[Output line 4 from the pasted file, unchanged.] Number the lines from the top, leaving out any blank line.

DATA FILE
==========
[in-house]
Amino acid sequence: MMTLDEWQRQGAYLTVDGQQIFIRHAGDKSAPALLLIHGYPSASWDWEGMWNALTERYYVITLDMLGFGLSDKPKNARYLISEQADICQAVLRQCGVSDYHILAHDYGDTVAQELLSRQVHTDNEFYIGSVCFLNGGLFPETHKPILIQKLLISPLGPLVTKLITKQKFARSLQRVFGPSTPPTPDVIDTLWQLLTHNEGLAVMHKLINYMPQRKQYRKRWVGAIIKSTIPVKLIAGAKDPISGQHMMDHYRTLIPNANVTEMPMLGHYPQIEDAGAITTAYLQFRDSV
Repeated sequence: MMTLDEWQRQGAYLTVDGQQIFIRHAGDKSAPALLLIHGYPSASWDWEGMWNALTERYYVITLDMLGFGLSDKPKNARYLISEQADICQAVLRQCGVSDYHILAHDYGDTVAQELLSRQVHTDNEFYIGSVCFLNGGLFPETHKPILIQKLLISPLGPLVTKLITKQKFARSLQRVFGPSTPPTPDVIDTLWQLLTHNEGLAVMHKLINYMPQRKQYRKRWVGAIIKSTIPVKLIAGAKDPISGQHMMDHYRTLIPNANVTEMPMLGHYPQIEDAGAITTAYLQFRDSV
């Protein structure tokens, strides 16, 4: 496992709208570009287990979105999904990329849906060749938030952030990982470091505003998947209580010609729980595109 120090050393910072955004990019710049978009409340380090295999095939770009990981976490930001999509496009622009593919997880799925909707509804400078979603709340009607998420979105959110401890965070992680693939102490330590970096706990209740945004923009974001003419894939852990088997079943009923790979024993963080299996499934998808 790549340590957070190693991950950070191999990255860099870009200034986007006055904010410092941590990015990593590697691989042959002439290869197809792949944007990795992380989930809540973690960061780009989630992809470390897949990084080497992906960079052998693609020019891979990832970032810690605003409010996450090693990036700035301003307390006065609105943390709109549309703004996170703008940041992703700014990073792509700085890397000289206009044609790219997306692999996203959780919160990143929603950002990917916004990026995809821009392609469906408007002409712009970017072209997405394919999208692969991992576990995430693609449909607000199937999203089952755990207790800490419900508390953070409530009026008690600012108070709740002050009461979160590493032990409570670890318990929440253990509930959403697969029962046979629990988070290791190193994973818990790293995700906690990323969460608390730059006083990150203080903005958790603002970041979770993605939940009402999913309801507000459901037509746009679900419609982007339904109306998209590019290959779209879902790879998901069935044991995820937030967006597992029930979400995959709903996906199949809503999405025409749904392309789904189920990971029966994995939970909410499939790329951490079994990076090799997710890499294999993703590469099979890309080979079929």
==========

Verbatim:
């Protein structure tokens, strides 16, 4: 496992709208570009287990979105999904990329849906060749938030952030990982470091505003998947209580010609729980595109 120090050393910072955004990019710049978009409340380090295999095939770009990981976490930001999509496009622009593919997880799925909707509804400078979603709340009607998420979105959110401890965070992680693939102490330590970096706990209740945004923009974001003419894939852990088997079943009923790979024993963080299996499934998808 790549340590957070190693991950950070191999990255860099870009200034986007006055904010410092941590990015990593590697691989042959002439290869197809792949944007990795992380989930809540973690960061780009989630992809470390897949990084080497992906960079052998693609020019891979990832970032810690605003409010996450090693990036700035301003307390006065609105943390709109549309703004996170703008940041992703700014990073792509700085890397000289206009044609790219997306692999996203959780919160990143929603950002990917916004990026995809821009392609469906408007002409712009970017072209997405394919999208692969991992576990995430693609449909607000199937999203089952755990207790800490419900508390953070409530009026008690600012108070709740002050009461979160590493032990409570670890318990929440253990509930959403697969029962046979629990988070290791190193994973818990790293995700906690990323969460608390730059006083990150203080903005958790603002970041979770993605939940009402999913309801507000459901037509746009679900419609982007339904109306998209590019290959779209879902790879998901069935044991995820937030967006597992029930979400995959709903996906199949809503999405025409749904392309789904189920990971029966994995939970909410499939790329951490079994990076090799997710890499294999993703590469099979890309080979079929």